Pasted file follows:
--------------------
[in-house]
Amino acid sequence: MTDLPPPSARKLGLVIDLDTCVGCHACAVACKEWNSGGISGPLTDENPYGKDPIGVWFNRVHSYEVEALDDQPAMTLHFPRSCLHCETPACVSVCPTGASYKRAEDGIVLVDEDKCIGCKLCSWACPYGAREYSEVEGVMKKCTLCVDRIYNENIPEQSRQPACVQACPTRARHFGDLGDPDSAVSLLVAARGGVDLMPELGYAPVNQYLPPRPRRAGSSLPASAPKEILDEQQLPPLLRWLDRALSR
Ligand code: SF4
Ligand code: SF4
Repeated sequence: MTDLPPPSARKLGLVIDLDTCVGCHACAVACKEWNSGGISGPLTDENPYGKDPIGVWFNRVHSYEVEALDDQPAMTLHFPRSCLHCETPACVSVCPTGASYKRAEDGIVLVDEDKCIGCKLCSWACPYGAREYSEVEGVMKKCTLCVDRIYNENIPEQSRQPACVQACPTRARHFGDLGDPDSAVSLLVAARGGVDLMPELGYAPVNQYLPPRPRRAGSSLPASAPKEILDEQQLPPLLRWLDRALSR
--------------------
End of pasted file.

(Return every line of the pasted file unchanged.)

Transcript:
[in-house]
Amino acid sequence: MTDLPPPSARKLGLVIDLDTCVGCHACAVACKEWNSGGISGPLTDENPYGKDPIGVWFNRVHSYEVEALDDQPAMTLHFPRSCLHCETPACVSVCPTGASYKRAEDGIVLVDEDKCIGCKLCSWACPYGAREYSEVEGVMKKCTLCVDRIYNENIPEQSRQPACVQACPTRARHFGDLGDPDSAVSLLVAARGGVDLMPELGYAPVNQYLPPRPRRAGSSLPASAPKEILDEQQLPPLLRWLDRALSR
Ligand code: SF4
Ligand code: SF4
Repeated sequence: MTDLPPPSARKLGLVIDLDTCVGCHACAVACKEWNSGGISGPLTDENPYGKDPIGVWFNRVHSYEVEALDDQPAMTLHFPRSCLHCETPACVSVCPTGASYKRAEDGIVLVDEDKCIGCKLCSWACPYGAREYSEVEGVMKKCTLCVDRIYNENIPEQSRQPACVQACPTRARHFGDLGDPDSAVSLLVAARGGVDLMPELGYAPVNQYLPPRPRRAGSSLPASAPKEILDEQQLPPLLRWLDRALSR